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A cystocele occurs when the barrier between the vagina and the bladder, known as the vaginal wall, is torn or severely weakened during childbirth. This results in the bladder protruding into the vagina. Similarly, a rectocele occurs when the rectum protrudes into the vagina due to a tear or weakening of the barrier between the rectum and the vagina, which is also part of the vaginal wall. Cystocele and rectocele surgery is generally carried out in the same manner, with the main difference between them being that cycetocele surgery aims to prevent the bladder from protruding into the vagina while rectocele surgery aims to prevent the rectum from protruding into the vagina. This means that they are performed on different portions of the vaginal wall.
The main type of cystocele and rectocele surgery is known as colporrhaphy. There are two types of colporrhaphy surgeries, anterior and posterior. Antierior colporrhaphy surgery aims to strengthen the front portion of the vaginal wall that separates the vagina from the bladder and posterior colporrhaphy surgery aims to strengthen the back portion of the vaginal wall, which separates the vagina from the rectum. Strengthening the vaginal wall prevents cystocele and rectocele by preventing the protrusion into the vagina of the bladder and rectum respectively.
Two common methods are used to strengthen the vaginal wall during a colporrhaphy. In some cases, doctors find the tear or the weak spot of the vaginal wall. Then, they fold the vaginal skin over the defect and sew it back onto itself. Surgeons can also attach a strong piece of mesh to the vaginal wall rather than fold it back upon itself. Both methods serve to strengthen the vaginal wall and stabilize the bladder or the rectum, which prevents them from continuing to protrude.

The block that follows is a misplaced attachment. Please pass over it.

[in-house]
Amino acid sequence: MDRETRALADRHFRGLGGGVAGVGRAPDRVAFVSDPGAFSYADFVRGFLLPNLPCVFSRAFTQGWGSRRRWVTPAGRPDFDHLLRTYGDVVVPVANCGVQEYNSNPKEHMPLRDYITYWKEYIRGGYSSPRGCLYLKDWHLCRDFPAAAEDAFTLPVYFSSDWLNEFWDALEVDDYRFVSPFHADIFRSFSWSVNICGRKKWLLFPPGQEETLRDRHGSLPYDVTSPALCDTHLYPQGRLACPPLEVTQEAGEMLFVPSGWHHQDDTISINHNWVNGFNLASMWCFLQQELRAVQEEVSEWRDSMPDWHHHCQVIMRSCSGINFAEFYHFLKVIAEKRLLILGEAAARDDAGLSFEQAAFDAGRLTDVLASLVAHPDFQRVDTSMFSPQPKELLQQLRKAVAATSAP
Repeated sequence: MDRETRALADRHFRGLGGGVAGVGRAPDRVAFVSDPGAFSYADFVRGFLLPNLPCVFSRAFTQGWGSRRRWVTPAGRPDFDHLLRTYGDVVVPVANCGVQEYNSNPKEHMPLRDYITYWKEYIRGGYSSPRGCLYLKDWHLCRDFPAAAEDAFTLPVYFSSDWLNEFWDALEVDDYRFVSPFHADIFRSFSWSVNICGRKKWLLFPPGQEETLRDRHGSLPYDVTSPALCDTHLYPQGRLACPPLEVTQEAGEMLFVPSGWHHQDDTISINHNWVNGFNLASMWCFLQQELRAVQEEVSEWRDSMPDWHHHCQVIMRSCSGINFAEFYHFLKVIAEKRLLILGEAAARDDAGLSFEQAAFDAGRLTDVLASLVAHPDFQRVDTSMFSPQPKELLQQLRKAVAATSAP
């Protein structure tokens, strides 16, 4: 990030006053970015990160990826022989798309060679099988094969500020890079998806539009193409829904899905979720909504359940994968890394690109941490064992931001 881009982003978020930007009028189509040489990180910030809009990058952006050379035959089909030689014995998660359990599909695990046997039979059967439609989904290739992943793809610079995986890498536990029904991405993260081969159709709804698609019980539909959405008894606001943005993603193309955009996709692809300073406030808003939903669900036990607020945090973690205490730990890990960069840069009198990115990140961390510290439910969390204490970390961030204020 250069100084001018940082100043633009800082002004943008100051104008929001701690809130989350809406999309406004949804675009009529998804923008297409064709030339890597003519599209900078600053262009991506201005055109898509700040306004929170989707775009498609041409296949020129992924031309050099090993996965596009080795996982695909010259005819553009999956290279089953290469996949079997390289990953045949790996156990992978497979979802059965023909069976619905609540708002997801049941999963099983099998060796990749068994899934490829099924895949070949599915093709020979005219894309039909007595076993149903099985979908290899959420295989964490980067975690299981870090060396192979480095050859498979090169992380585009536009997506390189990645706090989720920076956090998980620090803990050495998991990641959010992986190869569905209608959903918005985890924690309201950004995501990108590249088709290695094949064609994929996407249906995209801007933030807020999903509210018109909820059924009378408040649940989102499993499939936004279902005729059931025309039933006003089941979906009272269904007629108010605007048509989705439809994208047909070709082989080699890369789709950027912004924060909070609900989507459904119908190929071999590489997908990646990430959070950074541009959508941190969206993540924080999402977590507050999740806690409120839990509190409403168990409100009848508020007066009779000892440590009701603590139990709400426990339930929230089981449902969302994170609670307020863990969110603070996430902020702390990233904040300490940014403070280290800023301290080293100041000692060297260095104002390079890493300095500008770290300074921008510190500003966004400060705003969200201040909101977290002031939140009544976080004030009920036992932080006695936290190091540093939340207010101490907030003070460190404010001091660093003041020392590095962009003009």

Colporrhaphy has a few complications. First, there is a risk of damaging other organs in the pelvic region such as the uterus. Also, there is always a chance that the protrusion is not corrected and will recur. Finally, as will any type of surgery, there is always the risk of infection, anesthesia complications, and bleeding.
Generally, cystocele and rectocele surgery is quite successful. Patients are typically hospitalized for two to three days, with a catheter remaining in place for anywhere from two to six days. The catheter typically remains in place longer in patients that underwent cystocele surgery. Upon returning home, patients are required to rest for the first few days and are advised not to engage in lifting items over 10 pounds or sexual intercourse.